For the transmitter, I didn't get any further yet. I am pretty sure that I will want proportional control in some conditions. I think most comfortable would be a mini joystick that I can instantaneously switch from friction to spring return...
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Re: Using switch and stick on one channel? Or via software?

Postby JensR » Wed May 04, 2011 4:14 pm

Just an update on this, because I hate leaving loose ends behind.
I have contemplated various methods and wasn't satisfied with any completely.
One reason for that was that even if the desired speed is constant, the ESC would need to be adjusted to the different loads experienced.
The other reason was that for safety: I wanted to be able to always return quickly to "zero" or reverse the direction.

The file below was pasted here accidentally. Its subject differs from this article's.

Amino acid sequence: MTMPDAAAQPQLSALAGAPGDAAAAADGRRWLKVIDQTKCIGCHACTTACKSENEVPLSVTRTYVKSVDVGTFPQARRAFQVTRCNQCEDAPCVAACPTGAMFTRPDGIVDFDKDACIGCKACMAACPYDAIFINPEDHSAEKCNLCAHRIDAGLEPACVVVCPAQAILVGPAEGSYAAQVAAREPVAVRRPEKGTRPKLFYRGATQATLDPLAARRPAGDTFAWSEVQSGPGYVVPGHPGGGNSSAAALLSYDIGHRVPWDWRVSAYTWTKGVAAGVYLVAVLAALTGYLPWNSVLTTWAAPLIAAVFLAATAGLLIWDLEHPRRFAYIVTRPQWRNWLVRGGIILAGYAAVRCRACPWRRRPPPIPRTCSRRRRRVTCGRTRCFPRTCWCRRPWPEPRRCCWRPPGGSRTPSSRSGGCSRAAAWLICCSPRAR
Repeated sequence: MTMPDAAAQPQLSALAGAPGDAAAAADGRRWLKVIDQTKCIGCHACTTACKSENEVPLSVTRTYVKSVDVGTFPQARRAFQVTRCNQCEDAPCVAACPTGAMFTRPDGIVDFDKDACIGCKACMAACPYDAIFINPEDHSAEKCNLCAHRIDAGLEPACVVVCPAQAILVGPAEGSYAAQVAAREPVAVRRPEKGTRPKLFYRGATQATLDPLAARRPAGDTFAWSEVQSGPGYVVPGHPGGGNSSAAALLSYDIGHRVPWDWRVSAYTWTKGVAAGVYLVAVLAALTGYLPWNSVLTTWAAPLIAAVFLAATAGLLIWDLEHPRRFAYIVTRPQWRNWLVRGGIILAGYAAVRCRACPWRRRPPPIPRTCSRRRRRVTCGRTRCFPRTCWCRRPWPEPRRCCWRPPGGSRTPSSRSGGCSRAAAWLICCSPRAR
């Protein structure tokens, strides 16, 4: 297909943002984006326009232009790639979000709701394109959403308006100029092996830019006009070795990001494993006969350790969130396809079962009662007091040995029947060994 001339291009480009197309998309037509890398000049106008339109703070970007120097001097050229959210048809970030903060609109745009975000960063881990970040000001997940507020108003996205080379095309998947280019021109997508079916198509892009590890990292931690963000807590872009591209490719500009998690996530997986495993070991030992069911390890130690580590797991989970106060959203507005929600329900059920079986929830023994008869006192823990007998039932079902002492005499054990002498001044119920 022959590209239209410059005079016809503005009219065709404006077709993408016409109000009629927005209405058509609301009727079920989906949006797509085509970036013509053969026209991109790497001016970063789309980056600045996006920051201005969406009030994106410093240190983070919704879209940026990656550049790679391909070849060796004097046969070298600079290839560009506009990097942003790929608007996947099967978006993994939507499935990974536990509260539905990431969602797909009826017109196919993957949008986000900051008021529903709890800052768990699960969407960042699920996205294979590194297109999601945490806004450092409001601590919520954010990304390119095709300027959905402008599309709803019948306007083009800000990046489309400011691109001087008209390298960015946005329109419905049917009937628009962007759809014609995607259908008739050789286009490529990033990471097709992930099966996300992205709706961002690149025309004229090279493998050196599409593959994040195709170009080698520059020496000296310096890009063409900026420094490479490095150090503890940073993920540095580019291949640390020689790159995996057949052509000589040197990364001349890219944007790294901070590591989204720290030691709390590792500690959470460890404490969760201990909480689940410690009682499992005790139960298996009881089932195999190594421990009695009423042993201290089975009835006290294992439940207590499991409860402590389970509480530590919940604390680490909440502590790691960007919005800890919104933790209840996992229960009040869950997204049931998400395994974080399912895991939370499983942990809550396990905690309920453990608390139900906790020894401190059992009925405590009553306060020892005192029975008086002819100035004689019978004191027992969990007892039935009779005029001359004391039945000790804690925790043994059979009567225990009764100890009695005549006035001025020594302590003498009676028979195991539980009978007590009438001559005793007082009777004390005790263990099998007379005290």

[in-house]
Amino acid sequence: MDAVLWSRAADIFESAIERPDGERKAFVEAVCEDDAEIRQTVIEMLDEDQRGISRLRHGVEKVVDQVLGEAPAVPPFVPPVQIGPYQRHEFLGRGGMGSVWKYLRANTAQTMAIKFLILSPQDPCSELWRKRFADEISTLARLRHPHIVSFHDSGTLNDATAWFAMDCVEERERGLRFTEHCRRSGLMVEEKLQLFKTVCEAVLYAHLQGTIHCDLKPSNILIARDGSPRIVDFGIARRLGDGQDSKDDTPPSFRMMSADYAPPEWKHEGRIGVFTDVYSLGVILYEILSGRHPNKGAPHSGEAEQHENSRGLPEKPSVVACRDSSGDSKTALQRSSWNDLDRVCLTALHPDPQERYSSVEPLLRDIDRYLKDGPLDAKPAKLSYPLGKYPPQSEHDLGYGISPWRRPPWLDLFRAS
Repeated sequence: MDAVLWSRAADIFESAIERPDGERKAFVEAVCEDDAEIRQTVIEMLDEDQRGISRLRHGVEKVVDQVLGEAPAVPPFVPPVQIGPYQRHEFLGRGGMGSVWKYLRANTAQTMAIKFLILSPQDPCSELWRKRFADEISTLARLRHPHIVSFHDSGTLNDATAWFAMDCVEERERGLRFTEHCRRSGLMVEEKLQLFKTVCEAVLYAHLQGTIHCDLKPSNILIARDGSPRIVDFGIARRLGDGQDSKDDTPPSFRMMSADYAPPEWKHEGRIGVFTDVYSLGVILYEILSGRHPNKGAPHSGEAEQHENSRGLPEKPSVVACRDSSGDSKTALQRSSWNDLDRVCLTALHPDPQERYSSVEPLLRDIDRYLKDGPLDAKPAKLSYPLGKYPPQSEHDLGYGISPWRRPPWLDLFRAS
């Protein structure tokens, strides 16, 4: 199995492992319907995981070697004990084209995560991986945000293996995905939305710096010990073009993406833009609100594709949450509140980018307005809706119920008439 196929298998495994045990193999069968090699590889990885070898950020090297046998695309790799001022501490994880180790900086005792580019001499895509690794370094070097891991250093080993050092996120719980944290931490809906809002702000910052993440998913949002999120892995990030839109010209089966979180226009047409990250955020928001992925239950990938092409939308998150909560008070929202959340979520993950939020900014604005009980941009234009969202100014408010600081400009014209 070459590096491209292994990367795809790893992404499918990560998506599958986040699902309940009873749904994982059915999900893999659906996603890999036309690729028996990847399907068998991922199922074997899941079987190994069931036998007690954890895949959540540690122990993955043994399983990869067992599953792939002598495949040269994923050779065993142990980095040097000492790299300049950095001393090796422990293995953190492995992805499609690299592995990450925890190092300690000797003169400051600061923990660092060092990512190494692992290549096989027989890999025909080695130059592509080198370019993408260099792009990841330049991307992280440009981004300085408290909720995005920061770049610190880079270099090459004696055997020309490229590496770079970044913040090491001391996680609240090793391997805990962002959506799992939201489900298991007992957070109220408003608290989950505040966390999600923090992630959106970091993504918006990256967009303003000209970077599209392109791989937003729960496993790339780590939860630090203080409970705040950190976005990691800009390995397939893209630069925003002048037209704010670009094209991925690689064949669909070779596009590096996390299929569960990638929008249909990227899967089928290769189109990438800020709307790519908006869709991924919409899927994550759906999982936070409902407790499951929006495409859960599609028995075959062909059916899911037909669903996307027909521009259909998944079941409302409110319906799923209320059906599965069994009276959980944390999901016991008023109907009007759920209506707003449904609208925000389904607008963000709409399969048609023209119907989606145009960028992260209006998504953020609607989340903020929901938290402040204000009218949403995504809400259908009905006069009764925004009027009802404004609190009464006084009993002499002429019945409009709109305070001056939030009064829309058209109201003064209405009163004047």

The best way for me to overcome my control issues was to extend the joystick's stick length.
I did this and formed a "hook" bent from a piece of wire to sit comfortably around my finger.
This works very well and provides a much smoother less fidgety operation.
The other option would have been to remove some windings of the joystick's spring or replace the spring with a softer one, but this would have involved opening the joystick.

I did two long sessions of grading this weekend and I am very happy with this for now.

Edit August 2011:
I have reconfigured the controls and now have added dual rate for the speed controller. I added a custom switch which I can easily activate and so far this seems to improve controls at low speeds. Thankfully, the motors are oversized, so the machine is powerful enough despite the reduced speed and torque.

Cheers
Jens